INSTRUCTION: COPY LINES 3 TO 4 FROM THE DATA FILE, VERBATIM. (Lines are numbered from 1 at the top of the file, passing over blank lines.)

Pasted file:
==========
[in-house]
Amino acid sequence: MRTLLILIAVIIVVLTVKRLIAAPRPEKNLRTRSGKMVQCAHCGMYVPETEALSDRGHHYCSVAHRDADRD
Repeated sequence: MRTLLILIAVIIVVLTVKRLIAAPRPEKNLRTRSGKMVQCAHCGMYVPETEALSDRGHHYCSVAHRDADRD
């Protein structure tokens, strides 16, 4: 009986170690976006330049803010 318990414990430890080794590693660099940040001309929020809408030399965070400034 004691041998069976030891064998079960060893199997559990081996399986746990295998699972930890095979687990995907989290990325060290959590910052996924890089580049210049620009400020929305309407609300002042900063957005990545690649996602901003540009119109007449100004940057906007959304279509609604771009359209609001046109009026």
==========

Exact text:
Repeated sequence: MRTLLILIAVIIVVLTVKRLIAAPRPEKNLRTRSGKMVQCAHCGMYVPETEALSDRGHHYCSVAHRDADRD
């Protein structure tokens, strides 16, 4: 009986170690976006330049803010 318990414990430890080794590693660099940040001309929020809408030399965070400034 004691041998069976030891064998079960060893199997559990081996399986746990295998699972930890095979687990995907989290990325060290959590910052996924890089580049210049620009400020929305309407609300002042900063957005990545690649996602901003540009119109007449100004940057906007959304279509609604771009359209609001046109009026």